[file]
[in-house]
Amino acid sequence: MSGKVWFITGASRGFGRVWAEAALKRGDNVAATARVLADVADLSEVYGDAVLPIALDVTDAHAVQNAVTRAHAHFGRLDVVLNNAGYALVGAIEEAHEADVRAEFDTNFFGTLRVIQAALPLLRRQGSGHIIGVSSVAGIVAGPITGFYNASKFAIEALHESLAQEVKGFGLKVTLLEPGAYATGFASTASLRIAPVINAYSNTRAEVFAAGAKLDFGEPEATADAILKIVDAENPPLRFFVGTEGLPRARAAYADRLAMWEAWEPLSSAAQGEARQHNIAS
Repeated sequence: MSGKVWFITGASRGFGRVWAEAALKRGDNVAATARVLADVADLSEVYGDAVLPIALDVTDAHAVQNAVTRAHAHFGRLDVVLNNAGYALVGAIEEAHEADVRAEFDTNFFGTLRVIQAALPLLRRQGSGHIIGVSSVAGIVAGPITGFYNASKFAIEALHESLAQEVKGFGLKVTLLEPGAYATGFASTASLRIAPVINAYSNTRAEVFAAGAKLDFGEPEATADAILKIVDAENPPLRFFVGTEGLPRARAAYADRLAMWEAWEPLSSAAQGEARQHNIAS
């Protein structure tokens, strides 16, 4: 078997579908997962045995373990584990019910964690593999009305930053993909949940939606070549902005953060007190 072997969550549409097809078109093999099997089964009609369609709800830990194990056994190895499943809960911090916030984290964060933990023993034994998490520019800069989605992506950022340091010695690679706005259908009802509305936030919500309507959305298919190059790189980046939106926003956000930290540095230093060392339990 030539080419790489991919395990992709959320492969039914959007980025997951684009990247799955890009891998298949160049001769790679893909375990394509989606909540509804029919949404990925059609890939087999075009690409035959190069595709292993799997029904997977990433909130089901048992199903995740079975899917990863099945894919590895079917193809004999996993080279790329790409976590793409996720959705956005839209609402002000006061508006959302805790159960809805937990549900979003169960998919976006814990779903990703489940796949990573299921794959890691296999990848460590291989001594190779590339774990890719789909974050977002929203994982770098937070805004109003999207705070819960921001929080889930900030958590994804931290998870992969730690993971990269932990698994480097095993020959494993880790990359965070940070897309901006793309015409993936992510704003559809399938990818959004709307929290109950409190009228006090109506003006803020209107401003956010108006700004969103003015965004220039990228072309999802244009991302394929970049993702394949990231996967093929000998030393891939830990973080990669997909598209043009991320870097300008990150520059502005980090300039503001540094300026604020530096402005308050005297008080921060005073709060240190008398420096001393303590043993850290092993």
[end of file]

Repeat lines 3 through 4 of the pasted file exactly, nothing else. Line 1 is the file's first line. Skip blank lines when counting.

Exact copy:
Repeated sequence: MSGKVWFITGASRGFGRVWAEAALKRGDNVAATARVLADVADLSEVYGDAVLPIALDVTDAHAVQNAVTRAHAHFGRLDVVLNNAGYALVGAIEEAHEADVRAEFDTNFFGTLRVIQAALPLLRRQGSGHIIGVSSVAGIVAGPITGFYNASKFAIEALHESLAQEVKGFGLKVTLLEPGAYATGFASTASLRIAPVINAYSNTRAEVFAAGAKLDFGEPEATADAILKIVDAENPPLRFFVGTEGLPRARAAYADRLAMWEAWEPLSSAAQGEARQHNIAS
């Protein structure tokens, strides 16, 4: 078997579908997962045995373990584990019910964690593999009305930053993909949940939606070549902005953060007190 072997969550549409097809078109093999099997089964009609369609709800830990194990056994190895499943809960911090916030984290964060933990023993034994998490520019800069989605992506950022340091010695690679706005259908009802509305936030919500309507959305298919190059790189980046939106926003956000930290540095230093060392339990 030539080419790489991919395990992709959320492969039914959007980025997951684009990247799955890009891998298949160049001769790679893909375990394509989606909540509804029919949404990925059609890939087999075009690409035959190069595709292993799997029904997977990433909130089901048992199903995740079975899917990863099945894919590895079917193809004999996993080279790329790409976590793409996720959705956005839209609402002000006061508006959302805790159960809805937990549900979003169960998919976006814990779903990703489940796949990573299921794959890691296999990848460590291989001594190779590339774990890719789909974050977002929203994982770098937070805004109003999207705070819960921001929080889930900030958590994804931290998870992969730690993971990269932990698994480097095993020959494993880790990359965070940070897309901006793309015409993936992510704003559809399938990818959004709307929290109950409190009228006090109506003006803020209107401003956010108006700004969103003015965004220039990228072309999802244009991302394929970049993702394949990231996967093929000998030393891939830990973080990669997909598209043009991320870097300008990150520059502005980090300039503001540094300026604020530096402005308050005297008080921060005073709060240190008398420096001393303590043993850290092993």